The board of directors of NokScoot (XW, Bangkok Don Mueang) has resolved to liquidate the loss-making carrier, its 49%-owner Scoot (TR, Singapore Changi) has said in a press release.

The Singaporean low-cost carrier, a subsidiary of Singapore Airlines Group, underlined that its Thai venture, which operated long-haul low-cost flights out of Bangkok Don Mueang, has not posted a profit since its founding in 2014. It said that the problems were caused by, among others, intense competitive pressures and that it could not see a path for the airline's recovery.

Scoot added that it had offered to sell its 49% stake to Nok Air (DD, Bangkok Don Mueang) for THB1 baht (USD0.03) but the offer was refused.

NokScoot operated seven B777-200(ER)s, all of them transferred from either Scoot or Singapore Airlines (SQ, Singapore Changi). Two have already been retired and are currently parked in Alice Springs, the ch-aviation fleets advanced module shows. The airline focused on serving main origin markets for tourists visiting Thailand, mainly China. As such, it was heavily hit in the first phase of the COVID-19 pandemic, in January 2020, when the Chinese authorities practically halted all outbound tourism.

Just a day before Scoot's announcement, NokScoot said that the persisting low demand for travel and grim perspectives for recovery, with demand not expected to return earlier than in 2022, would force it to "rationalise" its business. The carrier foresaw reducing its headcount by over 50% in the last-ditch effort at surviving the crisis.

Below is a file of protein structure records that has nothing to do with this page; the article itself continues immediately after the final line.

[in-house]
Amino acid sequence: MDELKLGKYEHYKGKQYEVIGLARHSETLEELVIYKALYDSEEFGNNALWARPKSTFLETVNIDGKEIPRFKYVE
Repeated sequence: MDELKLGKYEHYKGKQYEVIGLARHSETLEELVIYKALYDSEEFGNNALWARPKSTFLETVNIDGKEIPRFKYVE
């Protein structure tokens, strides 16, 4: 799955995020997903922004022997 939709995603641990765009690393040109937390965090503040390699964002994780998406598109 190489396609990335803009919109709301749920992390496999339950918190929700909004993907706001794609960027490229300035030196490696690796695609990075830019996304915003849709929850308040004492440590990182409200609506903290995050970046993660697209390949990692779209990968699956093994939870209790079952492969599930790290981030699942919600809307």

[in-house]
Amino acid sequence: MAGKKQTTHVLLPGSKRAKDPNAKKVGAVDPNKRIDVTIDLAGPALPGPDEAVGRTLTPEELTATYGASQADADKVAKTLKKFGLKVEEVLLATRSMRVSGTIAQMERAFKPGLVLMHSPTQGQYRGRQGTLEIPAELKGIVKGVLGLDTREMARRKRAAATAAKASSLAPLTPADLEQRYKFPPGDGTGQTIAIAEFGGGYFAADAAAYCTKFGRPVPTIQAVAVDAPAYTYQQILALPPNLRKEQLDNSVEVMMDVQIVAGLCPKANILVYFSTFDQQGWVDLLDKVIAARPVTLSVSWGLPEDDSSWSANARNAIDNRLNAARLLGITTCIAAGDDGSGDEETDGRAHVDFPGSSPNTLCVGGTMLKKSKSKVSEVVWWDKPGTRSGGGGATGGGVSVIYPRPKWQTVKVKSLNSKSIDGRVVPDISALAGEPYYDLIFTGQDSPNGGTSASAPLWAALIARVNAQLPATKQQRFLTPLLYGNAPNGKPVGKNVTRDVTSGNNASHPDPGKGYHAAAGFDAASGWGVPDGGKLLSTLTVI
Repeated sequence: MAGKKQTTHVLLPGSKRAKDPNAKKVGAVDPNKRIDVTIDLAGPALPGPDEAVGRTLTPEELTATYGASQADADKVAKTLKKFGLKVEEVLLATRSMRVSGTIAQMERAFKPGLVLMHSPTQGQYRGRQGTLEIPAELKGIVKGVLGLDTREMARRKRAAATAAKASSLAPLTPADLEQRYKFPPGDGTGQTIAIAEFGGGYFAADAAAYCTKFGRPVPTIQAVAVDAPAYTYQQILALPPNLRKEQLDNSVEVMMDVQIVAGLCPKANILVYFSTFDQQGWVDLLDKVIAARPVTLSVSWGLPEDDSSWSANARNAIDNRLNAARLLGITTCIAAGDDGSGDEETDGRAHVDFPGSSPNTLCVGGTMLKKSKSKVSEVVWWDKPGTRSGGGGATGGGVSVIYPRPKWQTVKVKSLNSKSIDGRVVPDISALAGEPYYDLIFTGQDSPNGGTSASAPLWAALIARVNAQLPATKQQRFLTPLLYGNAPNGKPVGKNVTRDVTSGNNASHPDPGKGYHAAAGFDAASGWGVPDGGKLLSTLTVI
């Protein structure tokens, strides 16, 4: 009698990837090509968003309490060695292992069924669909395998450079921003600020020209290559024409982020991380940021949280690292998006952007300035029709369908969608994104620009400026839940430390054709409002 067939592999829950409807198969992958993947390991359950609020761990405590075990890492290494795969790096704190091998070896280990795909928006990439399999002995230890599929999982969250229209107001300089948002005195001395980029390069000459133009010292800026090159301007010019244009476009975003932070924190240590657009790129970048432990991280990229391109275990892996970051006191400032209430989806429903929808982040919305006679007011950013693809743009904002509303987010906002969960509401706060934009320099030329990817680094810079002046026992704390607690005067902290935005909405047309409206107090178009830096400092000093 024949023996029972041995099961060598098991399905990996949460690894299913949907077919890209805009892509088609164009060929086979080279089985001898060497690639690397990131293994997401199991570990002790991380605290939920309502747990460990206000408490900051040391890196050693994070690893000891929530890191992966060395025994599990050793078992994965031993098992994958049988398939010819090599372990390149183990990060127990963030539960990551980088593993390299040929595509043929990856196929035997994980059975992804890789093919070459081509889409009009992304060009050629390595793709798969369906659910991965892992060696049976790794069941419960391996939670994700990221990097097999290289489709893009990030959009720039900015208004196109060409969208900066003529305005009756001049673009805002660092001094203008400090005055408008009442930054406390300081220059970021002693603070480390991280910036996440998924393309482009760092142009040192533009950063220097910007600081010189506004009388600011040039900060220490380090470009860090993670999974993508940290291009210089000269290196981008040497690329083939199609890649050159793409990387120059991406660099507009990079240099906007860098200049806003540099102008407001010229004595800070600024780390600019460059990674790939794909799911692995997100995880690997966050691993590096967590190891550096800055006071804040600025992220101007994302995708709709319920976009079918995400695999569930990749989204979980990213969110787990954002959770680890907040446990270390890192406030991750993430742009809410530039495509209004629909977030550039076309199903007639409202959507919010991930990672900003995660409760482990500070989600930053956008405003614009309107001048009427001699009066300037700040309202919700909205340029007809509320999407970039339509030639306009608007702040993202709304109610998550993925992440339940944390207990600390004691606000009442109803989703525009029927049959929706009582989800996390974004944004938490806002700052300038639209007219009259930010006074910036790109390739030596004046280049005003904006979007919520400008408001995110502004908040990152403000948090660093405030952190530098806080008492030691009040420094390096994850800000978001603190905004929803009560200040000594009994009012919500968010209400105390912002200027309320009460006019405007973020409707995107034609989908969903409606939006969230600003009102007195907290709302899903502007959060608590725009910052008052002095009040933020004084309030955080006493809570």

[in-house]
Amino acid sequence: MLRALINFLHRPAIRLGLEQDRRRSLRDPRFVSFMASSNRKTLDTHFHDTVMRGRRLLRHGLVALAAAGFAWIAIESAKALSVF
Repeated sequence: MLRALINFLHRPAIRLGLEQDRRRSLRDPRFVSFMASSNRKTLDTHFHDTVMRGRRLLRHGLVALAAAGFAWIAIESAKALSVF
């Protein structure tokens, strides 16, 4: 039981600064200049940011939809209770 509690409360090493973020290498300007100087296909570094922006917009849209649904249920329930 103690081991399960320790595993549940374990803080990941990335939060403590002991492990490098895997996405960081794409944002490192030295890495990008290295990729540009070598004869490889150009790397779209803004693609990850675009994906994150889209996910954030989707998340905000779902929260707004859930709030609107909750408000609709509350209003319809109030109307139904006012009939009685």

NokScoot did not respond to ch-aviation's request for comment. The final approval of the liquidation is expected within the next two weeks.

Scoot said that the liquidation of its Thai venture would result in a one-off impairment charge of SGD123.6 million Singaporean dollars (USD88.7 million), resulting mainly from the write-off of the seven B777s operated by NokScoot.

The news about NokScoot's liquidation broke concurrently with the Civil Aviation Authority of Thailand's (CAAT) decision to offer additional relief to the sector by waiving all parking fees for the time being and reducing landing and take-off fees.

The 50% reduction in landing and take-off fees will also apply to all foreign operators flying to and from Thailand.

The CAAT added that while it would not waive or reduce passenger fees, airlines would be granted 90 days to pay them, instead of the current deadline of 15 days. On top of that, the government has yet to approve THB24.15 billion baht (USD782 million) worth of soft loans to eight major airlines in the country, excluding Thai Airways International (TG, Bangkok Suvarnabhumi). The Ministry of Finance okayed the loans in early June, but the cabinet has not yet voted on the proposal. NokScoot was due to receive THB3.5 billion (USD113 million).